The Nature Doctor
The urinary bladder is a hollow organ made up of muscle fibres and lined with mucous membrane. Ordinarily, the bladder has the capacity to hold about 750ml of fluid. Since the fibre cells are elastic, like rubber, the bladder is able to expand greatly without suffering any damage.
According to the amount of fluid collected, pressure is exerted on the walls of the bladder and, as it mounts, this triggers the feeling of needing to pass water. However, the amount of fluid present in the bladder is not the only force causing the urge for elimination.
External influences such as exposure to the cold produce it too. Having cold feet or stepping barefoot on to cold tiles or a cement floor cause a contraction of the bladder wall and a strong need to pass water, even if the bladder is only partially filled.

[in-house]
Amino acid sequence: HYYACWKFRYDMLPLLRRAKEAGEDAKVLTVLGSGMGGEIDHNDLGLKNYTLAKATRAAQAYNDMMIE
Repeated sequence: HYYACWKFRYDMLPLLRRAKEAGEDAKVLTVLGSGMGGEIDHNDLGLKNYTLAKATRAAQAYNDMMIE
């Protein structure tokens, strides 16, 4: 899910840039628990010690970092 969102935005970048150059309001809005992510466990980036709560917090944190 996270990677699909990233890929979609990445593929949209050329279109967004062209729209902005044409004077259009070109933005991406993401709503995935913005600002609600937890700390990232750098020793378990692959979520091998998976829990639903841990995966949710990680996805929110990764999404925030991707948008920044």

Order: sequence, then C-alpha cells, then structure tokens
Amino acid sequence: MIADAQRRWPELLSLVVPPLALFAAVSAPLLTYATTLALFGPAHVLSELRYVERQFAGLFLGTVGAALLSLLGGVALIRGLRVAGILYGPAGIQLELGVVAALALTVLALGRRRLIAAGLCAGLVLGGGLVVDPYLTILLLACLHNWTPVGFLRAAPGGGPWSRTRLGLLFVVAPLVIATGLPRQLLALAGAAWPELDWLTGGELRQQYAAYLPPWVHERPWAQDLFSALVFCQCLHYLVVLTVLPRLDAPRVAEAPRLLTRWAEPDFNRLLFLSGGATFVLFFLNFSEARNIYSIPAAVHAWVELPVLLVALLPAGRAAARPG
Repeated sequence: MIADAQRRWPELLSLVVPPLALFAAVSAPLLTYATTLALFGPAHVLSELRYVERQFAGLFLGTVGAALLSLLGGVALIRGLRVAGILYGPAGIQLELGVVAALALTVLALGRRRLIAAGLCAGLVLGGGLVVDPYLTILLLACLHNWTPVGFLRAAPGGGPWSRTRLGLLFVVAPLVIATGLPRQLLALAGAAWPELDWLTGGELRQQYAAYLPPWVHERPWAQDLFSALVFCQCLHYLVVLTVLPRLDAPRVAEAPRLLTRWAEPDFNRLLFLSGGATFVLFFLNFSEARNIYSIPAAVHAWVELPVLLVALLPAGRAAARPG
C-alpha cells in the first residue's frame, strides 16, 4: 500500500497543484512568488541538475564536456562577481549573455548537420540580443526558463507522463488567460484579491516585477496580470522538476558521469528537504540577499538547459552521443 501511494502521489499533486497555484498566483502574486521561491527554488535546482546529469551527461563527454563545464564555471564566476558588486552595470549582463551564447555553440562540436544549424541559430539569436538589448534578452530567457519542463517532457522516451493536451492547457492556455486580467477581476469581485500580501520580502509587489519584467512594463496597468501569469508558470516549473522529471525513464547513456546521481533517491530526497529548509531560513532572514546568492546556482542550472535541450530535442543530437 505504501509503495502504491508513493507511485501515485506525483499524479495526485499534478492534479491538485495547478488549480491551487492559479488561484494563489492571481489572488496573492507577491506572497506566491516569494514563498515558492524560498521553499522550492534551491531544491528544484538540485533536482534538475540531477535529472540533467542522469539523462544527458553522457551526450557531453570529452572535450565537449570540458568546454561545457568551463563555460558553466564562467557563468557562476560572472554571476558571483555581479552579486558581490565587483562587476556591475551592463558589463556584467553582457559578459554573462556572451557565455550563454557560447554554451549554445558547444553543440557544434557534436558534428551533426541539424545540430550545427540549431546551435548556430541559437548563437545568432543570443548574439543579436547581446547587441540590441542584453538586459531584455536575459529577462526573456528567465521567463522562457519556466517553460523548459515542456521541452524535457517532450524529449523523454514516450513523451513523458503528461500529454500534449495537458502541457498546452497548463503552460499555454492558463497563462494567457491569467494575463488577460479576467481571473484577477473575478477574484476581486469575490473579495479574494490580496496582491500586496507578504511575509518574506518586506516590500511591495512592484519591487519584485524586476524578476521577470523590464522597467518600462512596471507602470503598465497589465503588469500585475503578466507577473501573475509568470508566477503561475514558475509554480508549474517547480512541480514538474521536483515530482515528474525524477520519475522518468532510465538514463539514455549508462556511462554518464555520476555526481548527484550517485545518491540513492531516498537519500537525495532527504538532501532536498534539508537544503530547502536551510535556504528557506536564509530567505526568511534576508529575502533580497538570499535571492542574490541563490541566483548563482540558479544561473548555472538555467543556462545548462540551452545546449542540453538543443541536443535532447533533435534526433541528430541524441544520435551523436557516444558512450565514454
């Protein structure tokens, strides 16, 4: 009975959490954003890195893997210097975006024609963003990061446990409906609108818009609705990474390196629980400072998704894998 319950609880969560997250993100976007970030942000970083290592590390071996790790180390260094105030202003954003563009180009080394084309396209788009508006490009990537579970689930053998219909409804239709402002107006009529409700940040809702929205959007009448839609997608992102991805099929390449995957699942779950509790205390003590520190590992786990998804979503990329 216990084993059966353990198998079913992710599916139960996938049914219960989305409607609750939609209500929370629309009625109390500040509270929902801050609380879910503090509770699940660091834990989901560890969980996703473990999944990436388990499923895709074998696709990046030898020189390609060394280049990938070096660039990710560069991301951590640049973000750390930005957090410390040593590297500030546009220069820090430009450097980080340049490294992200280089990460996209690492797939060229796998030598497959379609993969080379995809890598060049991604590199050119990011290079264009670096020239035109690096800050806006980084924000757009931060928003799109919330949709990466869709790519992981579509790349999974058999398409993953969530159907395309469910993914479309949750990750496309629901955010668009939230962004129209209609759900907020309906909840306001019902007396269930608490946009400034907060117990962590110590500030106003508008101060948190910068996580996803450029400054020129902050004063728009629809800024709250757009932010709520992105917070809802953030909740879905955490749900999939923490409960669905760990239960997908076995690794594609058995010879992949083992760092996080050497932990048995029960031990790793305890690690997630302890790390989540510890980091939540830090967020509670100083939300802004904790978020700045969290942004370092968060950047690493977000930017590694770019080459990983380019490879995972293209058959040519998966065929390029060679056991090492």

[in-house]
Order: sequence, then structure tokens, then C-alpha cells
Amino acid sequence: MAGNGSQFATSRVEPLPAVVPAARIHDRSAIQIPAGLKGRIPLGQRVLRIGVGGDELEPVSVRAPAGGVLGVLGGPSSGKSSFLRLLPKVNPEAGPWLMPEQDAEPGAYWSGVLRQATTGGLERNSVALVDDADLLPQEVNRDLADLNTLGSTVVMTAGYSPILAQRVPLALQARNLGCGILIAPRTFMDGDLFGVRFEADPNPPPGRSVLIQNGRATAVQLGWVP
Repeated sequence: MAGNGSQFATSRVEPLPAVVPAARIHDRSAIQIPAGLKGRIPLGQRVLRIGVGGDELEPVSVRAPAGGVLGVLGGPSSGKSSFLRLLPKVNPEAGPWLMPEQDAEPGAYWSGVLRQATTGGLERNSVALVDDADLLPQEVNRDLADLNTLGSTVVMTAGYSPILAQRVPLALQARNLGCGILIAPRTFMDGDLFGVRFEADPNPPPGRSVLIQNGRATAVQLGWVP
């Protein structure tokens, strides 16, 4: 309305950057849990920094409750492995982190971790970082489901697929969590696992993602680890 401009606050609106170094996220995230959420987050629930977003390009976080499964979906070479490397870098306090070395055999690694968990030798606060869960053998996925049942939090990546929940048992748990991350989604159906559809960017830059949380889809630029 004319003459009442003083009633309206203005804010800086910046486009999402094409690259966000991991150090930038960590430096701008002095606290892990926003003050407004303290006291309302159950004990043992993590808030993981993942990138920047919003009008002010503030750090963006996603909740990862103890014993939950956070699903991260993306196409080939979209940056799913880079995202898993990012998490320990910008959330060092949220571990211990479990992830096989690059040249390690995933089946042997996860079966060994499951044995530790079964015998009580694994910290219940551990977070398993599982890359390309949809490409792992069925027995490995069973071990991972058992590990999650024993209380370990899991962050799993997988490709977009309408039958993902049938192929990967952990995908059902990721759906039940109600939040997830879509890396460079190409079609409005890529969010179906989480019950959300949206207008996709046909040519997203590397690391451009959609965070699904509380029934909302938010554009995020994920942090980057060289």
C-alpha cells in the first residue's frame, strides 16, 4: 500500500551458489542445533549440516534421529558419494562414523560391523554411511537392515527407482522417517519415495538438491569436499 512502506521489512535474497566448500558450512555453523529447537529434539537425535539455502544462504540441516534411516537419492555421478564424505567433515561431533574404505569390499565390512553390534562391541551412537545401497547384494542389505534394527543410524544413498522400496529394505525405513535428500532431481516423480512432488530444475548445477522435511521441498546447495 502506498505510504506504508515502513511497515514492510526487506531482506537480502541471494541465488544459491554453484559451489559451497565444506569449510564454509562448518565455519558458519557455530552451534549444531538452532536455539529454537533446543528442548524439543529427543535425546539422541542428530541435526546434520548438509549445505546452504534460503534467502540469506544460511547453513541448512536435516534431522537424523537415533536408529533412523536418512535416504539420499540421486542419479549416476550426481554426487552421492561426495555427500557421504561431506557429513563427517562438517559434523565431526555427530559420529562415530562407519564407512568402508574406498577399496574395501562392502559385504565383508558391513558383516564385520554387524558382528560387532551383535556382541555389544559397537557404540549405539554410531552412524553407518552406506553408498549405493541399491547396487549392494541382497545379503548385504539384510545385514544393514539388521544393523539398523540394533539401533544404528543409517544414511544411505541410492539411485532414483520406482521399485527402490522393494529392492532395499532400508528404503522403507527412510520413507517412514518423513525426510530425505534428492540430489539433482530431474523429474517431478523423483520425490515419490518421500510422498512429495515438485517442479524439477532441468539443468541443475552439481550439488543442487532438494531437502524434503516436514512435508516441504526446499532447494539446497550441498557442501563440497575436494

A bladder infection creates the same urge, but often the patient is able to produce only a few drops of water while suffering pain and discomfort. The bladder is one of the body’s most sensitive organs, and one that reacts to physical as well as emotional stimuli in an unusually strong way.
Bladder Inflammation (Cystitis)
Certain bacteria such as staphylococcus, streptococcus and sometimes E-coli can often be responsible for bladder infections. The symptoms of cystitis are pain or burning sensations on passing urine. Due to the infection and irritation a strong urge to pass water persists. The urine generally contains some red and white blood cells, is cloudy and forms a white, often slimy sediment when left standing.
One of the best medicines with which to counteract any kind of inflammation is Echinacea. In an acute infection, doses of five to ten drops should be taken every hour for eight hours. After this initial period, use 25 drops each of Echinacea and Uva-ursi three times daily to clear the infection completely.
In cases where the patient is unable to control urination due to a weakness of the sphincter muscles, Uva-ursi can also be used.
The same drops are usually excellent for enuresis (bedwetting)in children.